Above is a roadmap from Combat, the previous Atari game on the whaling log, to Super Breakout. Along the way is a selection of additional VCS titles from 1977-1978 and known influences on them, including some of the earlier arcade games that were emulated in DICE.
Designated CX-2602 and released on the system’s launch day, we may as well consider Air-Sea Battle, programmed by Larry Kaplan, to be the second Atari VCS game. Like Combat, it features 27 “games,” many of which are just combinations of settings.
Unlike Combat, the setting combinations here follow a very consistent and logical pattern. Also unlike Combat, solo play against the computer is possible, albeit restricted to modes with unguided missiles. We’ll see why soon.
The 27 modes are arranged into six groups, each representing a game type. All game types have the following modes:
- Two players vs. each other with unguided missiles
- Two players vs. each other with guided missiles
- One player vs. computer with unguided missiles
I played a session with “R,” and we played through all 18 of the two player modes, but with focus on the modes with guided missiles, knowing that I could play with unguided missiles against the computer in my own spare time.
Modes 1-6: Anti-Aircraft
Mode 1 was a repeat of Atari’s Anti-Aircraft arcade game, which I didn’t love to begin with. It’s certainly more colorful than before, and there’s a bigger variety of aircraft, with small jets (actually the biplane sprite from Combat), large jets, helicopters, and airliners. Small jets move the fastest, and the rest move equally slow.
Like Anti-Aircraft, each player has an immobile turret which can fire at 90, 60, or 30 degrees. The arcade original handled this with three buttons, but here the joystick position (up, down, or neutral) determines the turret’s angle, and the controller’s single button fires. Unlike Anti-Aircraft, missiles do not explode when they reach altitude, but only when they hit a target. In Anti-Aircraft you could lead an airplane and destroy it as it flies into your explosion, but in Air-Sea Battle only a direct hit counts.
Mode 2 adds guided missiles, whose flight angle can be adjusted mid-launch with the joystick. As a rule, they always fly at the angle that your turret is facing. For instance, the turret facing left can never make missiles move to the right, but by pointing straight up can make them stop moving leftward and only rise. This led to a higher scoring game, because “missed” shots could be corrected mid-flight and steered right into a target. Timing was almost irrelevant. You could fire a shot even when no target is on the screen, and have a good chance of being able to hit one that appeared a few seconds later. You could also steal your opponent’s targets by readjusting your missiles midflight to target theirs and take them out first, scoring points for you and wasting time for them.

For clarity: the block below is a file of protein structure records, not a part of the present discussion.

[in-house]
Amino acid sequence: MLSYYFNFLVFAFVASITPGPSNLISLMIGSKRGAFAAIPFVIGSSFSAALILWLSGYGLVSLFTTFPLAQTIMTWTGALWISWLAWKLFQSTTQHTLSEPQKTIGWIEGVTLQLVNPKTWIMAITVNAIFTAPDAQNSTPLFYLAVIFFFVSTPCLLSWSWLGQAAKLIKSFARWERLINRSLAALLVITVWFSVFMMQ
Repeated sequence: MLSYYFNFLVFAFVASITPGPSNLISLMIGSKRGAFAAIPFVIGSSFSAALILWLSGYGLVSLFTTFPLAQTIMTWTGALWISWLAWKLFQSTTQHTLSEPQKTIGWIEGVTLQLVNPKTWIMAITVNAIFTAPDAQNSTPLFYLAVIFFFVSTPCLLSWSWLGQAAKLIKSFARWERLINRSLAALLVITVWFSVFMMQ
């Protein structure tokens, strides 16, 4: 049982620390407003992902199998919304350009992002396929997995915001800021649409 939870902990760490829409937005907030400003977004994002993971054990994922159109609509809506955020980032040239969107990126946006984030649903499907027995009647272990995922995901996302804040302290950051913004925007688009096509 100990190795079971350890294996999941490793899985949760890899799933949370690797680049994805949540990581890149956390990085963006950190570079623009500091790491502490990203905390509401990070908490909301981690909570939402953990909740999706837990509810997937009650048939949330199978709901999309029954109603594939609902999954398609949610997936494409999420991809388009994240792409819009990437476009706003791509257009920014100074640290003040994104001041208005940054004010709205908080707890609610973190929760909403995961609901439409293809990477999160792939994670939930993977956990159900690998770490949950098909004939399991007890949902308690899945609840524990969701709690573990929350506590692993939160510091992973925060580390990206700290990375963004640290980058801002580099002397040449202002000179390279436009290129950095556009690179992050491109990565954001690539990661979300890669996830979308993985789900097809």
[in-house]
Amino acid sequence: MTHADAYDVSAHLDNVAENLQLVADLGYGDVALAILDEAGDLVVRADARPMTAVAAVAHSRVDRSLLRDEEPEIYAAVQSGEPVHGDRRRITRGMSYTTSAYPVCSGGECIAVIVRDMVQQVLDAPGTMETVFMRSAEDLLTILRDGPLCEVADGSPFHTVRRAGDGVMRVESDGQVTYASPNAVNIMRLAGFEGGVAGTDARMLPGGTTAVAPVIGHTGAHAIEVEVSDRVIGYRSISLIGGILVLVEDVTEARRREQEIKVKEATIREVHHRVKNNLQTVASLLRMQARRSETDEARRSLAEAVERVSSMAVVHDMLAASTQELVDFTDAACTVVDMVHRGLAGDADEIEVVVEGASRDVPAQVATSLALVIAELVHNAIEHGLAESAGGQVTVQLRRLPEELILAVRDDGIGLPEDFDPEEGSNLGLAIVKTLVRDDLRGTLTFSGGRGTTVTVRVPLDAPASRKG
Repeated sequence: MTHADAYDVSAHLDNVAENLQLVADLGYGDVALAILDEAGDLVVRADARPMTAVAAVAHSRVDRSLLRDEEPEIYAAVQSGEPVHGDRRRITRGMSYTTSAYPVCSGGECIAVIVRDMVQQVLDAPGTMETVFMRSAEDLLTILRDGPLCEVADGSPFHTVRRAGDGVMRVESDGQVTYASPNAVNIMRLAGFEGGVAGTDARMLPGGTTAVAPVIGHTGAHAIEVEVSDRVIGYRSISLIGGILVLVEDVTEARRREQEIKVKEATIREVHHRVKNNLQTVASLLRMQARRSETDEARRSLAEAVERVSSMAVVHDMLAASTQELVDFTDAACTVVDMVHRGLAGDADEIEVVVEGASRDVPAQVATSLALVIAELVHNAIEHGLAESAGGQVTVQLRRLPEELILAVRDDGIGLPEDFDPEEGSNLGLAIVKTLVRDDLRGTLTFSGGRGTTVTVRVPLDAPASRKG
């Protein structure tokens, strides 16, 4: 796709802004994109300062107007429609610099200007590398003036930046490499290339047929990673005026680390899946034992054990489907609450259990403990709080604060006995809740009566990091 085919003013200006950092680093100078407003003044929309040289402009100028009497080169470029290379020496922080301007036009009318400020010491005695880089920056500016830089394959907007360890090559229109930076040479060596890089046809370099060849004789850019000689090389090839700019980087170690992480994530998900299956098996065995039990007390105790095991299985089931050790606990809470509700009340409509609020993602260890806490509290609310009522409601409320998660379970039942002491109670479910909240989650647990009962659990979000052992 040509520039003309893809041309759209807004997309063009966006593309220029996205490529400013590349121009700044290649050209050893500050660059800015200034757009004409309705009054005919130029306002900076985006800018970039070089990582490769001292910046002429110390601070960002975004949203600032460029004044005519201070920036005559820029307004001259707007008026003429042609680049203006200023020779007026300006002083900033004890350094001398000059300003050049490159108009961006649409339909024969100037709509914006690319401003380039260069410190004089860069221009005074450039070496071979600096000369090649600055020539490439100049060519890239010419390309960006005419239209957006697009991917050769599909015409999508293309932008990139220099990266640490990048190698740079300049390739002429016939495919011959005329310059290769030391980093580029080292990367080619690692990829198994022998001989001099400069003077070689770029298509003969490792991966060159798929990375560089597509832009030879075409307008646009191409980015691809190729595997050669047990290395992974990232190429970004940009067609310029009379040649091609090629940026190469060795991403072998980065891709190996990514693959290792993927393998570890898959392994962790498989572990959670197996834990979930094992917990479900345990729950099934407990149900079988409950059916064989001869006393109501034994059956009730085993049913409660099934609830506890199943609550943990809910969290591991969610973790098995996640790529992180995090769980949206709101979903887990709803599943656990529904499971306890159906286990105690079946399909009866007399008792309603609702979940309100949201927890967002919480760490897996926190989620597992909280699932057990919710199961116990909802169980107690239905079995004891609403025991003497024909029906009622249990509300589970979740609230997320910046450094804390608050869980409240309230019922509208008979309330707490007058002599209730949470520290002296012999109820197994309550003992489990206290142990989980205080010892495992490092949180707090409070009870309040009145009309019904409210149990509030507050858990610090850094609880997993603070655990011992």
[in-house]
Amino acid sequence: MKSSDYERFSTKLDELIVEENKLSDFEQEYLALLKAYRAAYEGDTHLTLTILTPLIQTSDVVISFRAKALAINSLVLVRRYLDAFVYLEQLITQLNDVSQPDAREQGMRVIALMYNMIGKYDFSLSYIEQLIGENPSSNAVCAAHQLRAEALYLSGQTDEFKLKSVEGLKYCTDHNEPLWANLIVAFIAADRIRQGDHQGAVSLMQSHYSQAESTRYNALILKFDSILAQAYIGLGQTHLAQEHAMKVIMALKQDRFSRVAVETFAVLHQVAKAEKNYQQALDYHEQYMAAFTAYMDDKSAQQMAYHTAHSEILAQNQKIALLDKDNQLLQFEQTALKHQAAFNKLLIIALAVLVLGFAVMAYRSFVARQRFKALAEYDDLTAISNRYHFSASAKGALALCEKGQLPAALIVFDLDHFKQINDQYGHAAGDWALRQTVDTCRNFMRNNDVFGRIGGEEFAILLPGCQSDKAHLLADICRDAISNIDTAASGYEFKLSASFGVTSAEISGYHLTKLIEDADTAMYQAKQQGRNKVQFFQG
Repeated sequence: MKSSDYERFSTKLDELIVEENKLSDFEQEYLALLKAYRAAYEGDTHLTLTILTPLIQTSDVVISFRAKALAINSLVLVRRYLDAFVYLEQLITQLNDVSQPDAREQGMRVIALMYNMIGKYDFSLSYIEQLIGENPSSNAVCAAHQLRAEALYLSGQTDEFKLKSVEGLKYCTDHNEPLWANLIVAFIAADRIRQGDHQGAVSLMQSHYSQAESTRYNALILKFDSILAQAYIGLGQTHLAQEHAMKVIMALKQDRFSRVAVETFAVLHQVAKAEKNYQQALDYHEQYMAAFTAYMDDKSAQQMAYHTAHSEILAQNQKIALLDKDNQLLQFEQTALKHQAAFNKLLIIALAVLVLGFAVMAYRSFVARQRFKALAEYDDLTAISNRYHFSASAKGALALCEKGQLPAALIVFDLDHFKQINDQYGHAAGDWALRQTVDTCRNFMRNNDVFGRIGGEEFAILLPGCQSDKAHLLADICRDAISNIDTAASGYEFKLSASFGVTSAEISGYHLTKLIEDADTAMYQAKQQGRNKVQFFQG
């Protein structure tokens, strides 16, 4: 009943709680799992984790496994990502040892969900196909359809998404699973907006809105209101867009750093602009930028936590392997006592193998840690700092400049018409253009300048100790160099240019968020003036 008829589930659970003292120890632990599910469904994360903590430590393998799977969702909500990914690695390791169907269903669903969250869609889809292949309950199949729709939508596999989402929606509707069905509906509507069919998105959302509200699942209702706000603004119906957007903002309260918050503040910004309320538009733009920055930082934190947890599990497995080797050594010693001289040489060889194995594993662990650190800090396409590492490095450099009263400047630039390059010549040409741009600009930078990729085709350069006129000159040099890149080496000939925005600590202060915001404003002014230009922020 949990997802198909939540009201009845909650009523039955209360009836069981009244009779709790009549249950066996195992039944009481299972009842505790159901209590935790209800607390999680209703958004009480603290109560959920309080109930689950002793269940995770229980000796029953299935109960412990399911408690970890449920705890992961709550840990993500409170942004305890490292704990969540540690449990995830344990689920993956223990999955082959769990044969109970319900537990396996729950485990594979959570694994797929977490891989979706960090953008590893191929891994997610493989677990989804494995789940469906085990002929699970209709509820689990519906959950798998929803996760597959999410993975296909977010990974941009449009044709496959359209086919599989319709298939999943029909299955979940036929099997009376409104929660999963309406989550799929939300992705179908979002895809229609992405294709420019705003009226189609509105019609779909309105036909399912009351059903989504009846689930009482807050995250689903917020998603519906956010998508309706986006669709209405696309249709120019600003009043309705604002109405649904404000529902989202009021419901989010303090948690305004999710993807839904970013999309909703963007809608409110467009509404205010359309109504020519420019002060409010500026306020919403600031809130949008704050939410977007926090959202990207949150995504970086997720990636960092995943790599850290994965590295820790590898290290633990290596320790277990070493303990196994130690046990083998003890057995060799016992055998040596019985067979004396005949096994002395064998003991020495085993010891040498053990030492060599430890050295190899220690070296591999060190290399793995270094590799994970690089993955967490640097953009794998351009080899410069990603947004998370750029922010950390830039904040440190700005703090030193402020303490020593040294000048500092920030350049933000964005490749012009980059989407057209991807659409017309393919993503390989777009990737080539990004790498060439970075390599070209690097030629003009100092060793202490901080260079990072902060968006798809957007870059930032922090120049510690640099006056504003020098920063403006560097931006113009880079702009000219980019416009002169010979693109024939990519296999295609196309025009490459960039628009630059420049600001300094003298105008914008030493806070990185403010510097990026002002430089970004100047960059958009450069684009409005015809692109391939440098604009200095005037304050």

Mode 3 is mode 1 against the computer. But it turns out the computer has no AI. It simply fires at a fixed interval, never adjusting its angle or timing. Frankly, that’s rather pathetic, even for the VCS. If I wanted to play solo, I’d rather just play a 2-player mode by myself and try to go for a high score.
Modes 4-6 add barriers in the form of balloons with the letter A printed on them. They really don’t do much to affect the gameplay, because you can just blast them out of your way without penalty and without slowing you down too much, since you can fire immediately after a hit. They would have served their purpose better if there had been some penalty for hitting them, such as lost points or an additional firing cooldown, or if they just blocked your shots without being destroyed. As it stands, there’s no reason to wait for them to get out of your way.
What makes a bigger difference is that in these modes, aircraft density is much higher, leading to an even higher scoring game. In mode 6, even the brainless computer scored reasonably high.
Modes 7-12: Torpedo